The Way of ST James

Publicado por Unknown , sábado, 3 de mayo de 2014 5:20

Camino de SantiagoAlong the Camino, as well as back in their home countries, pilgrims of the medieval era told and retold up and down the Camino numerous fantastic stories of miraculous cures, of pilgrims’ trials and tribulations on the way to Compostela, of superhuman saints, of the Holy Grail, of Saint James’ (Santiago’s) interventions, etc. These stories and legends have been passed down through the Camino’s long history creating a rich body of folklore. On our On Glory Roads walking tours you’ll have the chance to visit some of the places where these events allegedly occurred and hear many, many more rich versions. Here are a few examples: 

How the Apostle James Got to the Far Northwest Corner of the Iberian Peninsula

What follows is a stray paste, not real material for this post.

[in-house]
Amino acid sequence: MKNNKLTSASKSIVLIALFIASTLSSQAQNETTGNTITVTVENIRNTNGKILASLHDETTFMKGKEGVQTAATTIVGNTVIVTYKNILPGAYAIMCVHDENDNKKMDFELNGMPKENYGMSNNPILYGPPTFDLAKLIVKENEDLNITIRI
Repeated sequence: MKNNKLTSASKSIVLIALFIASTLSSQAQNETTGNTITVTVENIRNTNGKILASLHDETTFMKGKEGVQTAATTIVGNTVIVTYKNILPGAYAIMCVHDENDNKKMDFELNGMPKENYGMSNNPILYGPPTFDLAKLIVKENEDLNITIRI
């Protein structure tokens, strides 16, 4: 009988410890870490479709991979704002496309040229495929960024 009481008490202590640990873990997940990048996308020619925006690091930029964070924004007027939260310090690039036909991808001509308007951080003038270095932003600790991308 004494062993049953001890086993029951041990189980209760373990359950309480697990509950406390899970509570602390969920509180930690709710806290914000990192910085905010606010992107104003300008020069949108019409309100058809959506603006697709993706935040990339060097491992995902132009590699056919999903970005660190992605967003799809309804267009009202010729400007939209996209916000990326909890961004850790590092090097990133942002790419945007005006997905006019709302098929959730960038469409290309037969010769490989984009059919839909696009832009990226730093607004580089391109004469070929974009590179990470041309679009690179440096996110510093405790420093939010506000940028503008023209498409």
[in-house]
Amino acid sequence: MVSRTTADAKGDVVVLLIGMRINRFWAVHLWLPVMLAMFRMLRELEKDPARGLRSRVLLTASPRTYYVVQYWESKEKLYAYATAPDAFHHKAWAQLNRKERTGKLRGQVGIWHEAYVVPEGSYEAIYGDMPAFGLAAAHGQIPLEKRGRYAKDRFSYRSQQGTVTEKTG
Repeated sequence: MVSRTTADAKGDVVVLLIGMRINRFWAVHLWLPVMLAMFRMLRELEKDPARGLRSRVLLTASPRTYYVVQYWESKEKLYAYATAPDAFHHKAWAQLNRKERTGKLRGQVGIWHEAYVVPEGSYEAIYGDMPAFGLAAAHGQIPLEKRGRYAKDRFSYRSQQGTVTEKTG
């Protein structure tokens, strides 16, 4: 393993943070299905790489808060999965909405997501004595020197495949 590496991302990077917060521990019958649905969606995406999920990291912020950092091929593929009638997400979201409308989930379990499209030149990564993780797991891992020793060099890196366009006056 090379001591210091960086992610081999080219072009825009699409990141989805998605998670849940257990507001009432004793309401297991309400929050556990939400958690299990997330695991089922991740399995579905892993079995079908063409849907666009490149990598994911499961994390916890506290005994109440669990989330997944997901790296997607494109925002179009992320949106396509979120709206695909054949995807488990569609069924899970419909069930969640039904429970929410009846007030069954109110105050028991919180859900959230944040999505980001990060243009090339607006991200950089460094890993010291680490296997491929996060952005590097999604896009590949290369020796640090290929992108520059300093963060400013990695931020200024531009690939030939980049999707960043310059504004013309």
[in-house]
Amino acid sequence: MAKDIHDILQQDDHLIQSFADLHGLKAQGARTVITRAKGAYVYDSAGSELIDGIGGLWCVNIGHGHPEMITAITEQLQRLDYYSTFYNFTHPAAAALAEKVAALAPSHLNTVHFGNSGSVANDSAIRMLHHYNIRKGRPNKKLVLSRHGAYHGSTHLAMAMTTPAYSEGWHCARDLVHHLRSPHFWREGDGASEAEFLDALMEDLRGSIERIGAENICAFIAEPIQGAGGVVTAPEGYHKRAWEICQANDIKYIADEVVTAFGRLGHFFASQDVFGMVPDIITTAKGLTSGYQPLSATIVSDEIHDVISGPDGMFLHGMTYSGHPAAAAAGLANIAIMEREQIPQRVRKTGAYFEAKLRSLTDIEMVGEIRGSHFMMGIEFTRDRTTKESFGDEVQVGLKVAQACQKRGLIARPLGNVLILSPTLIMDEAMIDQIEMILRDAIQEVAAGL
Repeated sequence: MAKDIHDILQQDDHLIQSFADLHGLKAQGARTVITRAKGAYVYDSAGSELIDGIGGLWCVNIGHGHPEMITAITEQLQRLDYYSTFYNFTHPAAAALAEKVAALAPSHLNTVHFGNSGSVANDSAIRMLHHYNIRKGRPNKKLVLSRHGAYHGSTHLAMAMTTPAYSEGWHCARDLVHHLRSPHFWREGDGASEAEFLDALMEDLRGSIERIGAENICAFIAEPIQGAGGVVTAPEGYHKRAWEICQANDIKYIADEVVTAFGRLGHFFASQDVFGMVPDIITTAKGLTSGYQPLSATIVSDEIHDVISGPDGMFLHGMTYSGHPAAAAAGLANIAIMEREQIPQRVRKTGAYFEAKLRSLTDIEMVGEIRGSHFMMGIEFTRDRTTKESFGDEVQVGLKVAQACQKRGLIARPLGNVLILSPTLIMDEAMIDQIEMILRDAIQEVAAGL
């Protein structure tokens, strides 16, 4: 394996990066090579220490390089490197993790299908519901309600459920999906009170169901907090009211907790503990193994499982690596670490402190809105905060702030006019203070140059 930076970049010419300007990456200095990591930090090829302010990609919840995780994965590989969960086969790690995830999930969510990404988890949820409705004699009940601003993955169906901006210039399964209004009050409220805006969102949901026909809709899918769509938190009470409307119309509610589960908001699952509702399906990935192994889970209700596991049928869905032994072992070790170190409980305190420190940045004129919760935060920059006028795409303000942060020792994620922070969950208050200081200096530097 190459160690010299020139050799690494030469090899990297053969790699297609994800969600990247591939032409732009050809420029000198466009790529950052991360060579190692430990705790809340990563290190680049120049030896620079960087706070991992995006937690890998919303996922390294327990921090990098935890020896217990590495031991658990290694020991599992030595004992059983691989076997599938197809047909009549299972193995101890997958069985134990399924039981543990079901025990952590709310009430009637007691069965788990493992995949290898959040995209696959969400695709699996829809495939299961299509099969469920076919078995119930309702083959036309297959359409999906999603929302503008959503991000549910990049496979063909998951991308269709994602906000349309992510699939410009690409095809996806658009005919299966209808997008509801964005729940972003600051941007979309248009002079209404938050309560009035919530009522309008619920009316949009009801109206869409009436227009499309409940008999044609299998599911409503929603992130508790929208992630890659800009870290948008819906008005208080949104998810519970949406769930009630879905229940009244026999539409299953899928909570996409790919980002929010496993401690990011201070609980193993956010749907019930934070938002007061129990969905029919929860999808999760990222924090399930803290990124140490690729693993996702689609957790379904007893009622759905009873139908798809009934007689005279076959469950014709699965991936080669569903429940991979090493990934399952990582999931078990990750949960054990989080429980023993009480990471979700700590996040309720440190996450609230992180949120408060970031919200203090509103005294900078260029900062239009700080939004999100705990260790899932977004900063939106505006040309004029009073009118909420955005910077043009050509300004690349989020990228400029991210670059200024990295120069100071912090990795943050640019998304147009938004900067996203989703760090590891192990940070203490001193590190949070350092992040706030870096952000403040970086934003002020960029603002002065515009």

James was one of the original 12 apostles and was martyred (beheaded) in 44 AD in Jerusalem. The next news that we have of James comes from a 9th century religious hermit, Pelayo. Apparently, upon searching for the source of a strange, starry light, over what is present day Compostela, he discovered the apostle’s long forgotten tomb in the dense forest. But how did James get there after being beheaded in Jerusalem? The answer leads to one of the most remarkable translation stories of the medieval ages and is best understood in the context of medieval religious belief. After James was beheaded two of his disciples gathered up his remains and placed them in a stone boat. They set sail for Hispania, where James was said to have proselytized during his lifetime, and arrived on Galicia’s Costa da Morte before sailing upstream to present day Padrón (then a Roman colony). His body was then moved inland some 20 km, buried on Mt. Libredon and then neatly forgotten before Pelayo’s fateful discovery eight centuries later. Once the presence of his remains were confirmed faith drove millions of pilgrims to undertake the long, arduous journey to Compostela.